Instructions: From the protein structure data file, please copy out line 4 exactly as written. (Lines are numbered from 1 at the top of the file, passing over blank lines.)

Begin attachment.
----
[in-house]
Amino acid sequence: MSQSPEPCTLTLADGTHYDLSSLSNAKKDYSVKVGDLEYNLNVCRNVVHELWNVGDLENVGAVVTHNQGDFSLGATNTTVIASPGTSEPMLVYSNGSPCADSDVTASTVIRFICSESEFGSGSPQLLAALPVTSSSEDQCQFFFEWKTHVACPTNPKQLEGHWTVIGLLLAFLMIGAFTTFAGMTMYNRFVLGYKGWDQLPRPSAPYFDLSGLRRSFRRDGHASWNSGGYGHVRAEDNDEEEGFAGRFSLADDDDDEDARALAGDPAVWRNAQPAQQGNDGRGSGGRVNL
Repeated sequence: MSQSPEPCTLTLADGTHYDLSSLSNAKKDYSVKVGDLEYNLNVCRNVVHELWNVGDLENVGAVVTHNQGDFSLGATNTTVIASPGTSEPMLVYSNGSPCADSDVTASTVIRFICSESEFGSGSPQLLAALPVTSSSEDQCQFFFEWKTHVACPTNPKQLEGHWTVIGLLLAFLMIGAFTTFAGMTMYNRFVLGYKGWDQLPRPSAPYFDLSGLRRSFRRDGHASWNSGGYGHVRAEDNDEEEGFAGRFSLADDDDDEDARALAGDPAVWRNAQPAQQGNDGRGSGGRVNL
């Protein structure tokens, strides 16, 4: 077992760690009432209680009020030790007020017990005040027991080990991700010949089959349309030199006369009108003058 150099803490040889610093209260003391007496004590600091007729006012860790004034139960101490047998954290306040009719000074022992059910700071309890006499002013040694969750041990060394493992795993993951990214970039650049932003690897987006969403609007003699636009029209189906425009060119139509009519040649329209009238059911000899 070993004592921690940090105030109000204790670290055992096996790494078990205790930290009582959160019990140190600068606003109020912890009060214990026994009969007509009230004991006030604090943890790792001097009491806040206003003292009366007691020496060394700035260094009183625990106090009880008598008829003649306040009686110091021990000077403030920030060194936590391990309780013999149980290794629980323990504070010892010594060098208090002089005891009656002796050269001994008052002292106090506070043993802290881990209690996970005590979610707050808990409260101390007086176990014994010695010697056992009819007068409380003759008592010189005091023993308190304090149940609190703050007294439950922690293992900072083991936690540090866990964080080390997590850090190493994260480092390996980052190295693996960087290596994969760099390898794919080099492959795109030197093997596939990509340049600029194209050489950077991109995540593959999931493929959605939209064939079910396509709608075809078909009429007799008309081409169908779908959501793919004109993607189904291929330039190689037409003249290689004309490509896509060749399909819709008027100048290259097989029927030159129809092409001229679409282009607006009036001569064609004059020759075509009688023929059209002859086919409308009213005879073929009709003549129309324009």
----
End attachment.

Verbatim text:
């Protein structure tokens, strides 16, 4: 077992760690009432209680009020030790007020017990005040027991080990991700010949089959349309030199006369009108003058 150099803490040889610093209260003391007496004590600091007729006012860790004034139960101490047998954290306040009719000074022992059910700071309890006499002013040694969750041990060394493992795993993951990214970039650049932003690897987006969403609007003699636009029209189906425009060119139509009519040649329209009238059911000899 070993004592921690940090105030109000204790670290055992096996790494078990205790930290009582959160019990140190600068606003109020912890009060214990026994009969007509009230004991006030604090943890790792001097009491806040206003003292009366007691020496060394700035260094009183625990106090009880008598008829003649306040009686110091021990000077403030920030060194936590391990309780013999149980290794629980323990504070010892010594060098208090002089005891009656002796050269001994008052002292106090506070043993802290881990209690996970005590979610707050808990409260101390007086176990014994010695010697056992009819007068409380003759008592010189005091023993308190304090149940609190703050007294439950922690293992900072083991936690540090866990964080080390997590850090190493994260480092390996980052190295693996960087290596994969760099390898794919080099492959795109030197093997596939990509340049600029194209050489950077991109995540593959999931493929959605939209064939079910396509709608075809078909009429007799008309081409169908779908959501793919004109993607189904291929330039190689037409003249290689004309490509896509060749399909819709008027100048290259097989029927030159129809092409001229679409282009607006009036001569064609004059020759075509009688023929059209002859086919409308009213005879073929009709003549129309324009």